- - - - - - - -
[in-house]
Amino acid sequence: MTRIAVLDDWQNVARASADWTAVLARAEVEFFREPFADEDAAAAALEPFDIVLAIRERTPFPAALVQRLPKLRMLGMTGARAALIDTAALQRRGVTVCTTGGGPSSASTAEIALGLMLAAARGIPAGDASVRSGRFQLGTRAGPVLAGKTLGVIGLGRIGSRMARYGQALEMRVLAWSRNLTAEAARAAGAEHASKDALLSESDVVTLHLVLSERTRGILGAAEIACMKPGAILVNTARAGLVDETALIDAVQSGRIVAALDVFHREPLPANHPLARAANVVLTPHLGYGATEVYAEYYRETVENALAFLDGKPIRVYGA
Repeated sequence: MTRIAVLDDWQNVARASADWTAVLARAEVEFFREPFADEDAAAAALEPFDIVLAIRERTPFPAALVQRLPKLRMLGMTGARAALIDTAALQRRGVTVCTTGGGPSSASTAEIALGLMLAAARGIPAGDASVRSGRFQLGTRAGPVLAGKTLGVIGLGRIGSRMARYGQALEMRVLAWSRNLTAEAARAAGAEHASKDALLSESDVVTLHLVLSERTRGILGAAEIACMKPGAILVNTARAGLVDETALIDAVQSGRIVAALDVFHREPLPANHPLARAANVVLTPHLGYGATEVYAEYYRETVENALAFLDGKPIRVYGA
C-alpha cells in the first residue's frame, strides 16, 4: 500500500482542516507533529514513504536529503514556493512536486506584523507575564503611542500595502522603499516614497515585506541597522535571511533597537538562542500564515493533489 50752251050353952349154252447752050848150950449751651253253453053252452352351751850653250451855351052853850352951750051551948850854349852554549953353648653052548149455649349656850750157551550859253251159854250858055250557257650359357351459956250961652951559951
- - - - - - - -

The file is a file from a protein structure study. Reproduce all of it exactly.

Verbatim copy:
[in-house]
Amino acid sequence: MTRIAVLDDWQNVARASADWTAVLARAEVEFFREPFADEDAAAAALEPFDIVLAIRERTPFPAALVQRLPKLRMLGMTGARAALIDTAALQRRGVTVCTTGGGPSSASTAEIALGLMLAAARGIPAGDASVRSGRFQLGTRAGPVLAGKTLGVIGLGRIGSRMARYGQALEMRVLAWSRNLTAEAARAAGAEHASKDALLSESDVVTLHLVLSERTRGILGAAEIACMKPGAILVNTARAGLVDETALIDAVQSGRIVAALDVFHREPLPANHPLARAANVVLTPHLGYGATEVYAEYYRETVENALAFLDGKPIRVYGA
Repeated sequence: MTRIAVLDDWQNVARASADWTAVLARAEVEFFREPFADEDAAAAALEPFDIVLAIRERTPFPAALVQRLPKLRMLGMTGARAALIDTAALQRRGVTVCTTGGGPSSASTAEIALGLMLAAARGIPAGDASVRSGRFQLGTRAGPVLAGKTLGVIGLGRIGSRMARYGQALEMRVLAWSRNLTAEAARAAGAEHASKDALLSESDVVTLHLVLSERTRGILGAAEIACMKPGAILVNTARAGLVDETALIDAVQSGRIVAALDVFHREPLPANHPLARAANVVLTPHLGYGATEVYAEYYRETVENALAFLDGKPIRVYGA
C-alpha cells in the first residue's frame, strides 16, 4: 500500500482542516507533529514513504536529503514556493512536486506584523507575564503611542500595502522603499516614497515585506541597522535571511533597537538562542500564515493533489 50752251050353952349154252447752050848150950449751651253253453053252452352351751850653250451855351052853850352951750051551948850854349852554549953353648653052548149455649349656850750157551550859253251159854250858055250557257650359357351459956250961652951559951